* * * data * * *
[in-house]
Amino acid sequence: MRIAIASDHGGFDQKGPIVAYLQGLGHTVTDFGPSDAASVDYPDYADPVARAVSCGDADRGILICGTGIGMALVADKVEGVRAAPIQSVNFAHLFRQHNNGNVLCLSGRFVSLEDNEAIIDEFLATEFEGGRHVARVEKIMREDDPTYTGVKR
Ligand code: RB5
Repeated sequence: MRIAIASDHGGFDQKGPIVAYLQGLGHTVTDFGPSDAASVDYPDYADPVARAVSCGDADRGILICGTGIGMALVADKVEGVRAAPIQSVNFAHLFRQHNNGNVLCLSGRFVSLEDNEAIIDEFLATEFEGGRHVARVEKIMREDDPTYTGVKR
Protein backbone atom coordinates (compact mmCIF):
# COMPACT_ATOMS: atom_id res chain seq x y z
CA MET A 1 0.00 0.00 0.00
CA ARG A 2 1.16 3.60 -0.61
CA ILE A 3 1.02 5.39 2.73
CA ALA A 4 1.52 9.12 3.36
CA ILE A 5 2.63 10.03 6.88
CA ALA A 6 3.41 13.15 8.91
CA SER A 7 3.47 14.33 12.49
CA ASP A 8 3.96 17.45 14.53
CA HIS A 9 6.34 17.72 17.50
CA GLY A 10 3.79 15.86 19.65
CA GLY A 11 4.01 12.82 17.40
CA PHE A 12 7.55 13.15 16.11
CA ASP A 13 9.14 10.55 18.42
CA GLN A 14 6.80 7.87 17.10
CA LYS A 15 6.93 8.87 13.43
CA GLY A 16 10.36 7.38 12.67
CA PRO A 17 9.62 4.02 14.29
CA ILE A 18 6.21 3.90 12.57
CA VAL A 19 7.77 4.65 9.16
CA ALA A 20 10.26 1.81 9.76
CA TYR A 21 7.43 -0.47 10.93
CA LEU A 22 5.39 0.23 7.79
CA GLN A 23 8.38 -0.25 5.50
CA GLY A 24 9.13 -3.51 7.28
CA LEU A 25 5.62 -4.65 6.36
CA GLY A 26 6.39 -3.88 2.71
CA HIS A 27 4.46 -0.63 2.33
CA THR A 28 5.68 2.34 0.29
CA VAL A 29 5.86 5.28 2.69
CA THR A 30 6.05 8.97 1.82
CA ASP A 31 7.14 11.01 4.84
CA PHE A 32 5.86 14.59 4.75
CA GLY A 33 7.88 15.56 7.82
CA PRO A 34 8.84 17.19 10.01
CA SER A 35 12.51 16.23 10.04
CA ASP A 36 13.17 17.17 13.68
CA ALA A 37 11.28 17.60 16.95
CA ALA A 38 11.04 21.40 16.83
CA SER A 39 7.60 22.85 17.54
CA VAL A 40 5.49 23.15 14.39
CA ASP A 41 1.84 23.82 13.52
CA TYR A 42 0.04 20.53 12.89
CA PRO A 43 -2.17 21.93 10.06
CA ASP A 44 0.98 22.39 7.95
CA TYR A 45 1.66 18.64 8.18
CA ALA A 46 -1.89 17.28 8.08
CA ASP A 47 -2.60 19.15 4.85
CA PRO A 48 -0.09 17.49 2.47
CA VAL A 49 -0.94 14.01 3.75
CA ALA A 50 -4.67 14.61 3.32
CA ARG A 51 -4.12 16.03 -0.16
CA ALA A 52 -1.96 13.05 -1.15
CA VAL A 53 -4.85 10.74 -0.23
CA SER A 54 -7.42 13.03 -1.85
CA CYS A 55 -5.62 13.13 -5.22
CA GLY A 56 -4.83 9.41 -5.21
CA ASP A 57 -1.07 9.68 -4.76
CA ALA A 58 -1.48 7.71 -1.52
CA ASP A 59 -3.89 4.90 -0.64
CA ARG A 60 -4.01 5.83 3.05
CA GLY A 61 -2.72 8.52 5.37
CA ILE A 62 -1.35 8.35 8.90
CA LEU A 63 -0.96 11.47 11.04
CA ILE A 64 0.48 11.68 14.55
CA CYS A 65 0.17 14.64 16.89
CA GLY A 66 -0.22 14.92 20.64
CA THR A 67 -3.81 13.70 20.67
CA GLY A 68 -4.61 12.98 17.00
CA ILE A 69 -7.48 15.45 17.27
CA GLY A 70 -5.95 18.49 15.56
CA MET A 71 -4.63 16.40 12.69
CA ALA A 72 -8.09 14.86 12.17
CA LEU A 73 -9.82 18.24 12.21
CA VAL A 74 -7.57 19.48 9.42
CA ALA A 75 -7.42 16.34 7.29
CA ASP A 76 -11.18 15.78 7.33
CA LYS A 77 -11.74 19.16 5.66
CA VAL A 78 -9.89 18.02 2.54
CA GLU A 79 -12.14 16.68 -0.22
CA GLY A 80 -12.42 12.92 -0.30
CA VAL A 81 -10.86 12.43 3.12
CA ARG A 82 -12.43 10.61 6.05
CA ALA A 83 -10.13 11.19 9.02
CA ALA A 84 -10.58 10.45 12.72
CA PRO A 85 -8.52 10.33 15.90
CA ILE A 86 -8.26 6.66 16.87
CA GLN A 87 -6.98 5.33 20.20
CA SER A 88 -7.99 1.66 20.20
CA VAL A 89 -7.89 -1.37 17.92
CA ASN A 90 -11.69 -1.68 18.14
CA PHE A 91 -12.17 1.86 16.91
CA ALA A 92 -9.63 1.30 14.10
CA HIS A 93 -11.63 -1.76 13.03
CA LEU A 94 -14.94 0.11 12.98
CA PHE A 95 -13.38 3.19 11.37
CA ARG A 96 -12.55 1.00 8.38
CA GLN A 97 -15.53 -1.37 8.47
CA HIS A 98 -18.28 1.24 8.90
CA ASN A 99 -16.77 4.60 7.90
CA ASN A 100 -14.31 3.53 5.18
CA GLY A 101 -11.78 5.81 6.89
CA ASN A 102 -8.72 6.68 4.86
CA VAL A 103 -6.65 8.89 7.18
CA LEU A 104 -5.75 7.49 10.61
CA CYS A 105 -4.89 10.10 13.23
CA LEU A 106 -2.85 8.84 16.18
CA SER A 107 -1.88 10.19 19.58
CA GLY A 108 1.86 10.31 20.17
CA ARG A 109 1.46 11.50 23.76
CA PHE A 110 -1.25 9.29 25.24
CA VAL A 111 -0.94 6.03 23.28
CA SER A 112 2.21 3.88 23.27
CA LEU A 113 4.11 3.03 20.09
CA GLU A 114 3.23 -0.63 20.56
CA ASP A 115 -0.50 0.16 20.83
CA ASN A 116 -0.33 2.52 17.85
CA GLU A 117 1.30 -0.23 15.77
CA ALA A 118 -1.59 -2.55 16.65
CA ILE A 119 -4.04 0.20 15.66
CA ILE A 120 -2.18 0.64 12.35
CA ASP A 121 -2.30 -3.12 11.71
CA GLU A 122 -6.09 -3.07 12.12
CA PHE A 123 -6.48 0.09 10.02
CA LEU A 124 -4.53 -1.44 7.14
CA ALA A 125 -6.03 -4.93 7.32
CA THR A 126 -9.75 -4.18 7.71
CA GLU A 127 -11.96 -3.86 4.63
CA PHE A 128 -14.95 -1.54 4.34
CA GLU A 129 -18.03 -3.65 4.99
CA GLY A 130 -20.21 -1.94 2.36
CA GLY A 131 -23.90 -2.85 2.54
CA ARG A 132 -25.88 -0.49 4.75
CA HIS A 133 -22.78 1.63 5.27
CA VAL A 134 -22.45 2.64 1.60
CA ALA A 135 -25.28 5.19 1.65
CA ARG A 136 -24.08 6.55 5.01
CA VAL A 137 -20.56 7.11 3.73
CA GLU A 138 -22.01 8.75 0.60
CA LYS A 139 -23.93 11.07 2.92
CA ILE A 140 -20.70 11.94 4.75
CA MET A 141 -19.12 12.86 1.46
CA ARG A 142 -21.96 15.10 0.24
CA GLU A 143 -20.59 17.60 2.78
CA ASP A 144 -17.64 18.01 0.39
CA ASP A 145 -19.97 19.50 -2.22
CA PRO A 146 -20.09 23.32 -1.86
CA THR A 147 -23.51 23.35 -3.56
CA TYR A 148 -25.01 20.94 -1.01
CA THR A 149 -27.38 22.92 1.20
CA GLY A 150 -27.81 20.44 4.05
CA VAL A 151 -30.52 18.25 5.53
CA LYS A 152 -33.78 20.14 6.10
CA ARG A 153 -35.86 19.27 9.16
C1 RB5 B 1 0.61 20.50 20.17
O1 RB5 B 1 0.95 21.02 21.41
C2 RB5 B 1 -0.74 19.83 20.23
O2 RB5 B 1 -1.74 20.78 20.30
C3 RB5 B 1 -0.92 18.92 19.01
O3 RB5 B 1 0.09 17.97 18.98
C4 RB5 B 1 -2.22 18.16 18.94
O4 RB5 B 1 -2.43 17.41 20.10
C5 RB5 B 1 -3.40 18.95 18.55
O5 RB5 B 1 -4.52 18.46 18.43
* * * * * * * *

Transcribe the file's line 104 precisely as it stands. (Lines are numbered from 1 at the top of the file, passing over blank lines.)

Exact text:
CA HIS A 98 -18.28 1.24 8.90